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Donor Insemination

What is it and why is it used?

Donor insemination (AID) is the procedure whereby semen from an anonymous or known sperm donor is inserted into the cervix/uterus with the intention of her becoming pregnant. Donor insemination may be used when the male partner is azoospermic (produces no sperm at all), or very oligospermic (very few sperm produced), or to avoid the transmission of hereditary disorders. Donor insemination treatment is also available for women without male partners.

At Fertility North we seek sperm donors on a regular basis throughout the year. We look for healthy, responsible men aged between 18 and 45 years. Many people are interested to know what kind of men become sperm donors. Studies indicate the most common characteristic among sperm donors, is a desire to help others. Sperm donors are often blood donors and many report having friends or family who have had a fertility problem.  

How is it organised? 

The donor and his partner (if he has one) are required to attend a counselling session to ensure complete understanding about what is involved, and the legal issues associated with becoming a donor. All potential donors are examined by the clinic's doctor. This examination involves blood tests for HIV, Hepatitis B and C and some other sexually transmitted diseases, and for Cystic Fibrosis and any other genetically transmitted disorders, that may be indicated. The donor is also required to provide a full personal and family medical history, and to sign a declaration that asks questions specifically about activities associated with an increased risk of HIV or Hepatitis infection.

If the donor meets the clinic, and the blood screens are negative he is invited to make an appointment to produce a semen sample. These are produced by masturbation, frozen and kept for six months until the donor has another blood test for HIV and Hepatitis B and C. If this second test is clear, the sperm is released for use in the program.

Recipients are given non-identifying information about donors in our sperm bank. This information includes race, ethnic origin, height, build, hair and eye colour and blood group. Couples usually choose semen from a donor whose physical characteristics most closely resemble those of the partner, although other factors such as ethnic origin and blood group may influence their decision. We try to use the same donor for second and subsequent pregnancies, although this is not always possible. 

Some couples decide that the use of a donor known to them is preferable. A known sperm donor and his partner will be required to discuss their plans with the Fertility North counsellor. The semen is then stored for a six-month quarantine period, as for an unknown donor, before treatment can take place.

All couples considering the donor insemination services should discuss their plans with their specialist doctor. There can be social and emotional hurdles to be overcome when receiving donor gametes. Therefore, it is a requirement that you attend a counselling session at the clinic. This provides the opportunity to discuss the issues that might arise if a couple proceeds with donor insemination. The legal aspects and issues such as telling the family, friends and the children about donor insemination will also be discussed.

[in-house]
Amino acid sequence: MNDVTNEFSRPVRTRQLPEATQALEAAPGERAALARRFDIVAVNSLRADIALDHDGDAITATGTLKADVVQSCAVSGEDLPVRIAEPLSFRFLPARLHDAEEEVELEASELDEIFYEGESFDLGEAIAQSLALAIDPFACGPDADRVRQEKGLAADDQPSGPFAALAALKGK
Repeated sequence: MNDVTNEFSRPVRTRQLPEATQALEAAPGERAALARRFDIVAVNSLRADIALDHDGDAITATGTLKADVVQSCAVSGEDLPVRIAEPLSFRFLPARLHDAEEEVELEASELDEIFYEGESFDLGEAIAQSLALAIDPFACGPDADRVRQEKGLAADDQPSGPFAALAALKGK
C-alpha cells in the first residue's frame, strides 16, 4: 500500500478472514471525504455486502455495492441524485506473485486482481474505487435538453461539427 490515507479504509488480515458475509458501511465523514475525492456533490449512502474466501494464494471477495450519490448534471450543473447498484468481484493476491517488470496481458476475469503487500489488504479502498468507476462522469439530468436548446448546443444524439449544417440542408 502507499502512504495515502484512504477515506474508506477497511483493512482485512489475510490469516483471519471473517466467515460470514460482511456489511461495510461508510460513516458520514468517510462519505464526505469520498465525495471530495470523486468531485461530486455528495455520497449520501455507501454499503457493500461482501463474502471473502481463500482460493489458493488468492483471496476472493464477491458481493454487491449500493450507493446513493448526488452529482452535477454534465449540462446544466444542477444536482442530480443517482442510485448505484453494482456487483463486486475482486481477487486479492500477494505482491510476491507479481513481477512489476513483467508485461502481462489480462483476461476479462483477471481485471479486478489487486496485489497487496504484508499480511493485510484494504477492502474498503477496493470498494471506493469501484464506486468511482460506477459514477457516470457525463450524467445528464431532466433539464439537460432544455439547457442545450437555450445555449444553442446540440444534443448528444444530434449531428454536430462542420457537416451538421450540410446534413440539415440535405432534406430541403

The AID procedure and follow-up testing is the same as for AIH. Often fertility is prescribed to enhance the ovulation response.  What are the risks from donor semen? The donors are screened, as described above for common infectious diseases known to us, on two occasions prior to insemination. Women who have children by AID have exactly the same risk of complications of pregnancy and childbirth and abnormality in their children as those who conceive naturally. There is no decrease or increase in the risk of congenital abnormality. The screening of sperm donors is as thorough as possible but cannot exclude every possible illness or disease. Couples intending to use donor sperm need to discuss this issue with their specialist and the counsellor.

In Western Australia, donor insemination is covered by the Artificial Conception Act 1985 (as recently amended) and the Human Reproductive Technology Act. Under this legislation the woman who gives birth after a donor procedure is the legal mother of the child and her partner (if any) is taken as the other legal parent, provided he has consented to the procedure. The donor has no legal rights or responsibilities.

Since 1993, all parties undergoing assisted reproduction have their identifying information recorded in the Reproductive Technology (RT) Register held by the WA Department of Health.  Who can access identifying information? Identifying information, that is, information that identifies or has the potential to identify a person, may be provided to other adults involved in the donation, only with the consent of all people involved in the donation. When people apply to join the Voluntary Register they will be asked to indicate if they are willing to share identifying information with the other parties to the donation. On turning 18 years of age, any person conceived using donor sperm may request access to this information. It is important that you and your partner have discussed all the issues associated with genetic origins before embarking on this process. Information can be obtained from the Clinic Counsellor, the RTC or Department of Health. For further information please refer to the RTC website at​.